Thereupon, monks, those fifty hundred thousand myriads of kotis of Brahma-angels addressed the Lord, with one voice, in common chorus, with the following two stanzas:

58. Move forward the exalted, unsurpassed wheel! beat the drum of immortality! release all beings from hundreds of evils, and show the path of Nirvâna.

59. Expound the law we pray for; show thy favour to us and this world. Let us hear thy sweet and lovely voice which thou hast exercised during thousands of kotis of Æons.

Now, monks, the Lord Mahâbhigñâgñanâbhibhû the Tathâgata, &c., being acquainted with the prayer of the hundred thousand myriads of kotis of Brahma-angels and of the sixteen princes, his sons, commenced at that juncture to turn the wheel that has three turns and twelve parts, the wheel never moved by any ascetic, Brahman, god, demon, nor by any one else. (His preaching) consisted in this: This is pain; this is the origin of pain; this is the suppression of pain; this is the treatment leading to suppression of pain. He moreover extensively set forth how the series of causes and effects is evolved, (and said): It is thus, monks. From ignorance proceed conceptions (or fancies); from conceptions (or fancies) proceeds understanding; from understanding name and form; from name and form the six senses; from the six senses proceeds contact; from contact sensation; from sensation proceeds longing; from longing proceeds striving; from striving as cause issues existence; from existence birth; from birth old age, death, mourning, lamentation, sorrow, dismay, and despondency. So originates this whole mass of misery. From the suppression of ignorance results the suppression of conceptions; from the suppression of conceptions results that of understanding; from the suppression of understanding results that of name and form; from the suppression of name and form results that of the six senses; from the suppression of the six senses results that of contact; from the suppression of contact results that of sensation; from the suppression of sensation results that of longing; from the suppression of longing results that of striving; from the suppression of striving results that of existence; from the suppression of existence results that of birth; from the suppression of birth results that of old age, death, mourning, lamentation, sorrow, dismay, and despondency. In this manner the whole mass of misery is suppressed.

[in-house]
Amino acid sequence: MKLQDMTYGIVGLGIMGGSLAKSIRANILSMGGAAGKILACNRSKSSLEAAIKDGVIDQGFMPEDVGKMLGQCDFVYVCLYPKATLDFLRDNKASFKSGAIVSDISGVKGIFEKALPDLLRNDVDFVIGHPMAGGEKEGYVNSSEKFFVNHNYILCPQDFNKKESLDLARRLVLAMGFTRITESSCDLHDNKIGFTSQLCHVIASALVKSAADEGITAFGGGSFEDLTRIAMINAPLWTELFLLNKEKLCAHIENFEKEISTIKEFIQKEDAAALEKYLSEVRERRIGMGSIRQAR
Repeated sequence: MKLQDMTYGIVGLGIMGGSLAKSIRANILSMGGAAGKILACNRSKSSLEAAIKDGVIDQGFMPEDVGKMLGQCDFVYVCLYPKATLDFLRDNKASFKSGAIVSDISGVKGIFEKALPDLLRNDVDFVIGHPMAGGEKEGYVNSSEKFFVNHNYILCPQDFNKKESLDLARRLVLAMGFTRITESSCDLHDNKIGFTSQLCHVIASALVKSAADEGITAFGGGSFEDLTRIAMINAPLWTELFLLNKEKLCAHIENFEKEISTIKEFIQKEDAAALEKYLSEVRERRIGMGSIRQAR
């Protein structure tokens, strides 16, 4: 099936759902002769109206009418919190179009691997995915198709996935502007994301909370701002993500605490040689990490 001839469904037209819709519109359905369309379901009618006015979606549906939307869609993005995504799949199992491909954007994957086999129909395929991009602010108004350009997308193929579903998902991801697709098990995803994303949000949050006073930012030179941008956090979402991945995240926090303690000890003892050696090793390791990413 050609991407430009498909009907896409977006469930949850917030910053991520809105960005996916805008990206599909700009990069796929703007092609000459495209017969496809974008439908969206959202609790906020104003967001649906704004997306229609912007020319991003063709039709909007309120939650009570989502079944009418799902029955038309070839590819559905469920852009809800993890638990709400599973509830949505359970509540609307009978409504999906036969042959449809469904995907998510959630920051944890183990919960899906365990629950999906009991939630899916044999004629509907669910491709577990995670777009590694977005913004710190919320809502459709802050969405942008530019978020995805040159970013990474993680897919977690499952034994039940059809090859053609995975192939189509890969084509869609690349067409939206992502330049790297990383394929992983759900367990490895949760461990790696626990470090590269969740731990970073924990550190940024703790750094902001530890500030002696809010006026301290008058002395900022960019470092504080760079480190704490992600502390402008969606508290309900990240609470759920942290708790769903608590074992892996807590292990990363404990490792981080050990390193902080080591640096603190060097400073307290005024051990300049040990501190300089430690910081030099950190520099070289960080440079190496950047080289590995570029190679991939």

And while this wheel of the law, monks, was being moved onward by the Lord Mahâbhigñâgñanâbhibhû, the Tathâgata, &c., in presence of the world, including the gods, demons, and Brahma-angels; of the assemblage, including ascetics and Brahmans; then, at that time, on that occasion, the minds of sixty hundred thousand myriads of kotis of living beings were without effort freed from imperfections and became all possessed of the triple science, of the sixfold transcendent wisdom, of the emancipations and meditations. In due course, monks, the Lord Mahâbhigñâgñanâbhibhû, the Tathâgata, &c., again gave a second exposition of the law; likewise a third and a fourth exposition. And at each exposition, monks, the minds of hundred thousands of myriads of kotis of beings, like the sands of the river Ganges, were without effort freed from imperfections. Afterwards, monks, the congregation of disciples of that Lord was so numerous as to surpass all calculation.

Meanwhile, monks, the sixteen princes, the youths, had, full of faith, left home to lead the vagrant life of mendicants, and had all of them become novices, clever, bright, intelligent, pious, followers of the course (of duty) under many hundred thousand Buddhas, and striving after supreme, perfect enlightenment. These sixteen novices, monks, said to the Lord Mahâbhigñâgñanâbhibhû, the Tathâgata, &c., the following: O Lord, these many hundred thousand myriads of kotis of disciples of the Tathâgata have become very mighty, very powerful, very potent, owing to the Lord's teaching of the law. Deign, O Lord, to teach us also, for mercy's sake, the law with a view to supreme, perfect enlightenment, so that we also may follow the teaching of the Tathâgata. We want, O Lord, to see the knowledge of the Tathâgata; the Lord can himself testify to this, for thou, O Lord, who knowest the disposition of all beings, also knowest ours.

Then, monks, on seeing that those princes, the youths, had chosen the vagrant life of mendicants and become novices, the half of the whole retinue of the king Kakravartin, to the number of eighty hundred thousand myriads of kotis of living beings, chose the vagrant life of mendicants.

Subsequently, monks, the Lord Mahâbhigñâgñanâbhibhû, the Tathâgata, &c., viewing the prayer of those novices at the lapse of twenty thousand Æons, amply and completely revealed the Dharmaparyâya called 'the Lotus of the True Law, a text of great extent, serving to instruct Bodhisattvas and proper for all Buddhas, in presence of all the four classes of auditors.